Hallelujah!!!! Wal-Mart’s goin’ DOWN!!!

OK,sure, they employ a lot of people. And make it so poor people can afford to buy cheap crap and food. But the social (and environmental and health) cost of doing that is enormous. So now they are finally losing market share for real:

http://online.wsj.com/article_print/SB119135657404946747.html

Some choice excerpts, for those of you who think WSJ is just a tool of the conservative elite. It’s not, even under Murdoch’s ownership, so maybe you should subscribe:

Wal-Mart’s shares trade about where they were at the start of the decade, when the company produced less than half its current revenue. Shares closed yesterday up 40 cents at $44.87, and down 9.3% from the stock’s year-earlier price. Earlier this year, Wal-Mart took the extraordinary step of ratcheting down its U.S. expansion plans because its new stores were stealing too much revenue from existing ones. That wasn’t a concern in the 1980s and 1990s when Wal-Mart was regularly flattening competitors.

In some ways, Wal-Mart’s loss of clout is a reflection of a more fragmented world. Retailing is a mirror to how we live and work. Big-box stores thrived by selling highly recognizable national brands, which themselves were fed by two phenomena: the growth of mass media and freeways, which encouraged large stores in remote areas. Stores and brands together achieved scale efficiencies that allowed them to overwhelm local chain stores and regional brands.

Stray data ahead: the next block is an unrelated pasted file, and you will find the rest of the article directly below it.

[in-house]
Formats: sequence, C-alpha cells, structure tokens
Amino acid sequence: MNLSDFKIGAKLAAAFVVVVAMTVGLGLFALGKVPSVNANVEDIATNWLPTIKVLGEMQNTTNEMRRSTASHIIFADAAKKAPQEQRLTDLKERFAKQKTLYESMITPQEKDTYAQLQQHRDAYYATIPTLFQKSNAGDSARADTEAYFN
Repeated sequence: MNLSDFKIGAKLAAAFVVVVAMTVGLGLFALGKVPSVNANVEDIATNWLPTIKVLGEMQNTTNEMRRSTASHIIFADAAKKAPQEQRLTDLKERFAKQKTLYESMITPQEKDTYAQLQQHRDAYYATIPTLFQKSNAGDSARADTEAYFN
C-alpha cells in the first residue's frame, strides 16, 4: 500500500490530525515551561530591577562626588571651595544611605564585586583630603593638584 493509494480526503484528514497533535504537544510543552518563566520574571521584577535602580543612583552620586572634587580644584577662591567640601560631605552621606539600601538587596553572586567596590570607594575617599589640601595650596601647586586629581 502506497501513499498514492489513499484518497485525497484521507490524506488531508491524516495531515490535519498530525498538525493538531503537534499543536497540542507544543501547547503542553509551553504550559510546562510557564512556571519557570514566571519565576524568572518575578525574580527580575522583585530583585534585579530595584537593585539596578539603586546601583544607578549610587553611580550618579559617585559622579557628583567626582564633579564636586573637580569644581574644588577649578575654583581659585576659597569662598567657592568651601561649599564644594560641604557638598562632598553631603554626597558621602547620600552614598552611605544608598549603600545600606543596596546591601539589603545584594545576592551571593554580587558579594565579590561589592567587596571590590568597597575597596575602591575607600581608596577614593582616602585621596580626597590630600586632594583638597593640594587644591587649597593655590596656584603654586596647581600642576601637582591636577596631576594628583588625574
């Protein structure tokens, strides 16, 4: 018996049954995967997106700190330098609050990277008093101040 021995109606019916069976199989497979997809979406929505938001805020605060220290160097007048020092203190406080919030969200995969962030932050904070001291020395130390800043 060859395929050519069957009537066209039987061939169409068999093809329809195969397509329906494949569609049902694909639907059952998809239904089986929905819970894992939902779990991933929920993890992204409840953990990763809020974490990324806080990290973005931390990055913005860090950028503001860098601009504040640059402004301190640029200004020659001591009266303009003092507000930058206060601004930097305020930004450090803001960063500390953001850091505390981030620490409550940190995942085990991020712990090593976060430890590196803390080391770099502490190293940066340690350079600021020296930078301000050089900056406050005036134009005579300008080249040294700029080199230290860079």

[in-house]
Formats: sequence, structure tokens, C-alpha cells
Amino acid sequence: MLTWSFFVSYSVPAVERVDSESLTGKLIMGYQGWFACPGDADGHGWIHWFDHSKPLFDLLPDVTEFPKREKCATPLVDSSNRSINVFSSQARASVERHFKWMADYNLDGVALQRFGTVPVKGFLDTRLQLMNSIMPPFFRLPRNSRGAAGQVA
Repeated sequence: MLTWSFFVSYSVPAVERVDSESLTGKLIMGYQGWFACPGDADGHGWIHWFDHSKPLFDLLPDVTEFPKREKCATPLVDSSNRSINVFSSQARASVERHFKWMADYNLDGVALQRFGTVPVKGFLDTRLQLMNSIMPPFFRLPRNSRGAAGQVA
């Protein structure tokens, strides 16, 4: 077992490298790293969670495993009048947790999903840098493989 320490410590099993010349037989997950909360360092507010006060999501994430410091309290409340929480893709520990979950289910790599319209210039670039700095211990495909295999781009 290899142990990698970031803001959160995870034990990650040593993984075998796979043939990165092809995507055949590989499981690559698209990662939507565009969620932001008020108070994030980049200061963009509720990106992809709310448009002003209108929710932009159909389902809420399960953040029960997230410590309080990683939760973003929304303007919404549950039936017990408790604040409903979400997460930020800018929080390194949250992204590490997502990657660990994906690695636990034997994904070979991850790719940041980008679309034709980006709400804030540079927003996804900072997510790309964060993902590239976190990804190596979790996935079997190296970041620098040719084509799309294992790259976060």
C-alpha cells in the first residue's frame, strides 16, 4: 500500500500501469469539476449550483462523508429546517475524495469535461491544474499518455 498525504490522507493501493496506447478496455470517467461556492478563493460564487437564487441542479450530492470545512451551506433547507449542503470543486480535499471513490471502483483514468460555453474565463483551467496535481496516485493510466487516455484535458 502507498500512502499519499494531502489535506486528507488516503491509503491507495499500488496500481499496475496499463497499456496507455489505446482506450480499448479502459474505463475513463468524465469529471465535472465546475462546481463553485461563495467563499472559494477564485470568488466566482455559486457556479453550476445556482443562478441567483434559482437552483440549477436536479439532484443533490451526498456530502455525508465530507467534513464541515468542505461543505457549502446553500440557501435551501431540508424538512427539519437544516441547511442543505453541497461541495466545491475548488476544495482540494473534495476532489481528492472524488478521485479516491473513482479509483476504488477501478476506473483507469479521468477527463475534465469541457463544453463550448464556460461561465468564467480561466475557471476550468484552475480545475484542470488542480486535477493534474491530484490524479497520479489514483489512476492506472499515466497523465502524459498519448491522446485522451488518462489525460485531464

But the Internet is transforming the retail definition of scale. The once-stunning compilation of 142,000 items found in a Wal-Mart supercenter doesn’t seem so vast alongside the millions of products available on the Internet. At the same time, the cost of creating and sustaining a national brand is rising because of media fragmentation. Niche brands, created by Internet word of mouth, are winning shelf space and sapping profits required to fund big brands’ advertising. Manufacturers such as Apple Inc. and Phillips-Van Heusen Corp., lacking the retail distribution or presentation they crave, are opening their own stores. One result is that retail giants hold less sway over their customers — and over their suppliers.

Wal-Mart wasn’t able to demand big suppliers continue investing in a technology that was raising their operating costs, says Ken Rohleder, president of Rohleder Group, a Louisville, Ky., supply-chain consulting firm. “There was a time when they could have dictated anything,” he says.